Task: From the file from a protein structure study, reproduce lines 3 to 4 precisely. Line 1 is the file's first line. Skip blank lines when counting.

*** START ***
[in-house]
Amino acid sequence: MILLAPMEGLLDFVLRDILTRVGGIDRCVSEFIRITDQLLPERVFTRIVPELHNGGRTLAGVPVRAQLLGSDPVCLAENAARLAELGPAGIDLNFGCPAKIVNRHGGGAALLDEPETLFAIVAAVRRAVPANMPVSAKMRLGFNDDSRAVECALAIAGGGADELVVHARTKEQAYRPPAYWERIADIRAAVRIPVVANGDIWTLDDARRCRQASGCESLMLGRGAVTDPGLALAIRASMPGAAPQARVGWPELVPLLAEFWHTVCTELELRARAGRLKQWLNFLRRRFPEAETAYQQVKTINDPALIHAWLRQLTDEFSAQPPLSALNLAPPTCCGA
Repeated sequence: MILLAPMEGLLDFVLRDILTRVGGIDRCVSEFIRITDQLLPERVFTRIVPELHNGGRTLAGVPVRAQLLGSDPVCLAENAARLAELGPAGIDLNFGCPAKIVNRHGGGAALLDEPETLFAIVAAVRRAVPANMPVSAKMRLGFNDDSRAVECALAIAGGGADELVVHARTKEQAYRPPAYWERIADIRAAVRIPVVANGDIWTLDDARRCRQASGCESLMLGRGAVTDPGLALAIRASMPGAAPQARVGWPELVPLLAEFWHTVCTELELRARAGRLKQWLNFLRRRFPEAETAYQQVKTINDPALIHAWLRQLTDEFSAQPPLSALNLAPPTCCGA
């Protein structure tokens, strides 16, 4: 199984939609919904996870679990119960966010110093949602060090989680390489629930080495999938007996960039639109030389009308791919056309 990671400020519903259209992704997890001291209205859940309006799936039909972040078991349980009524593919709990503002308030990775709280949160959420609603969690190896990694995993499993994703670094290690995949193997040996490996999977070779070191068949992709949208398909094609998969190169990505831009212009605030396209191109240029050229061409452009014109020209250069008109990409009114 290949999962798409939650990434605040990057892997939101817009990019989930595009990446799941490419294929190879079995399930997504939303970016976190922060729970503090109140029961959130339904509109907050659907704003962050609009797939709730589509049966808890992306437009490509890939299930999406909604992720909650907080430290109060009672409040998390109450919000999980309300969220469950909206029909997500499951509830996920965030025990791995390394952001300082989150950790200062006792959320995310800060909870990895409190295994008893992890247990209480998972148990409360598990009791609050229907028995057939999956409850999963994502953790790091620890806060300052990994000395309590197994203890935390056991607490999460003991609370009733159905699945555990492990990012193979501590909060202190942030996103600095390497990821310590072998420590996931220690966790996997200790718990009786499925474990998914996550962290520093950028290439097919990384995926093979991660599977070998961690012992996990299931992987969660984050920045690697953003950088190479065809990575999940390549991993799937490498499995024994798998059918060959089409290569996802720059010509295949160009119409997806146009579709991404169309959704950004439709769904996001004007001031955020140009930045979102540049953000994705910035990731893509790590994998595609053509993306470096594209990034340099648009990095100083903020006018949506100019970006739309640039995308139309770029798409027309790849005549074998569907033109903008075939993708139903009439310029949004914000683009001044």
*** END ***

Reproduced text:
Repeated sequence: MILLAPMEGLLDFVLRDILTRVGGIDRCVSEFIRITDQLLPERVFTRIVPELHNGGRTLAGVPVRAQLLGSDPVCLAENAARLAELGPAGIDLNFGCPAKIVNRHGGGAALLDEPETLFAIVAAVRRAVPANMPVSAKMRLGFNDDSRAVECALAIAGGGADELVVHARTKEQAYRPPAYWERIADIRAAVRIPVVANGDIWTLDDARRCRQASGCESLMLGRGAVTDPGLALAIRASMPGAAPQARVGWPELVPLLAEFWHTVCTELELRARAGRLKQWLNFLRRRFPEAETAYQQVKTINDPALIHAWLRQLTDEFSAQPPLSALNLAPPTCCGA
């Protein structure tokens, strides 16, 4: 199984939609919904996870679990119960966010110093949602060090989680390489629930080495999938007996960039639109030389009308791919056309 990671400020519903259209992704997890001291209205859940309006799936039909972040078991349980009524593919709990503002308030990775709280949160959420609603969690190896990694995993499993994703670094290690995949193997040996490996999977070779070191068949992709949208398909094609998969190169990505831009212009605030396209191109240029050229061409452009014109020209250069008109990409009114 290949999962798409939650990434605040990057892997939101817009990019989930595009990446799941490419294929190879079995399930997504939303970016976190922060729970503090109140029961959130339904509109907050659907704003962050609009797939709730589509049966808890992306437009490509890939299930999406909604992720909650907080430290109060009672409040998390109450919000999980309300969220469950909206029909997500499951509830996920965030025990791995390394952001300082989150950790200062006792959320995310800060909870990895409190295994008893992890247990209480998972148990409360598990009791609050229907028995057939999956409850999963994502953790790091620890806060300052990994000395309590197994203890935390056991607490999460003991609370009733159905699945555990492990990012193979501590909060202190942030996103600095390497990821310590072998420590996931220690966790996997200790718990009786499925474990998914996550962290520093950028290439097919990384995926093979991660599977070998961690012992996990299931992987969660984050920045690697953003950088190479065809990575999940390549991993799937490498499995024994798998059918060959089409290569996802720059010509295949160009119409997806146009579709991404169309959704950004439709769904996001004007001031955020140009930045979102540049953000994705910035990731893509790590994998595609053509993306470096594209990034340099648009990095100083903020006018949506100019970006739309640039995308139309770029798409027309790849005549074998569907033109903008075939993708139903009439310029949004914000683009001044």